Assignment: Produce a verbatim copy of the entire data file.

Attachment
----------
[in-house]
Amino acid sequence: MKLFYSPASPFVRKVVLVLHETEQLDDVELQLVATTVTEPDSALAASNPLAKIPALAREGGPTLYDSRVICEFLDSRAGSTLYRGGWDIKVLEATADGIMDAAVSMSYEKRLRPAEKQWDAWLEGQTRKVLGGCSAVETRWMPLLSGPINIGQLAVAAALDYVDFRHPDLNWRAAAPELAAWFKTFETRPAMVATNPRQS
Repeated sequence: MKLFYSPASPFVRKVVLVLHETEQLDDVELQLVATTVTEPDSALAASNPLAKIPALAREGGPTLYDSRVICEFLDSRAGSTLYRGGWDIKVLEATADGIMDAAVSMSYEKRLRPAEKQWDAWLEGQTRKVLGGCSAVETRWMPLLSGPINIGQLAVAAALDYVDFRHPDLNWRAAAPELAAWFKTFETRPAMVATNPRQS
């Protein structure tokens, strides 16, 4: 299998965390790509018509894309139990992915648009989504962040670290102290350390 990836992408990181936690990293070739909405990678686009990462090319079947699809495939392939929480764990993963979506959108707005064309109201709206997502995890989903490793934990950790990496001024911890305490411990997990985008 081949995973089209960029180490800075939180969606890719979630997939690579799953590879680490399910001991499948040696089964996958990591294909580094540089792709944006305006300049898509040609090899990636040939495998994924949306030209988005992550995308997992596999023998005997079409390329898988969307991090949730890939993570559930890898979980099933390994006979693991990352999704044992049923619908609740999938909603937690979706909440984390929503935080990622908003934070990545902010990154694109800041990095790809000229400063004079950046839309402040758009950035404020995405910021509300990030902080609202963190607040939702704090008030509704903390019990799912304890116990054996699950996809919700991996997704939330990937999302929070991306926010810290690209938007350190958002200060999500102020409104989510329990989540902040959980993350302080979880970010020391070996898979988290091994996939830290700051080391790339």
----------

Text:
[in-house]
Amino acid sequence: MKLFYSPASPFVRKVVLVLHETEQLDDVELQLVATTVTEPDSALAASNPLAKIPALAREGGPTLYDSRVICEFLDSRAGSTLYRGGWDIKVLEATADGIMDAAVSMSYEKRLRPAEKQWDAWLEGQTRKVLGGCSAVETRWMPLLSGPINIGQLAVAAALDYVDFRHPDLNWRAAAPELAAWFKTFETRPAMVATNPRQS
Repeated sequence: MKLFYSPASPFVRKVVLVLHETEQLDDVELQLVATTVTEPDSALAASNPLAKIPALAREGGPTLYDSRVICEFLDSRAGSTLYRGGWDIKVLEATADGIMDAAVSMSYEKRLRPAEKQWDAWLEGQTRKVLGGCSAVETRWMPLLSGPINIGQLAVAAALDYVDFRHPDLNWRAAAPELAAWFKTFETRPAMVATNPRQS
């Protein structure tokens, strides 16, 4: 299998965390790509018509894309139990992915648009989504962040670290102290350390 990836992408990181936690990293070739909405990678686009990462090319079947699809495939392939929480764990993963979506959108707005064309109201709206997502995890989903490793934990950790990496001024911890305490411990997990985008 081949995973089209960029180490800075939180969606890719979630997939690579799953590879680490399910001991499948040696089964996958990591294909580094540089792709944006305006300049898509040609090899990636040939495998994924949306030209988005992550995308997992596999023998005997079409390329898988969307991090949730890939993570559930890898979980099933390994006979693991990352999704044992049923619908609740999938909603937690979706909440984390929503935080990622908003934070990545902010990154694109800041990095790809000229400063004079950046839309402040758009950035404020995405910021509300990030902080609202963190607040939702704090008030509704903390019990799912304890116990054996699950996809919700991996997704939330990937999302929070991306926010810290690209938007350190958002200060999500102020409104989510329990989540902040959980993350302080979880970010020391070996898979988290091994996939830290700051080391790339």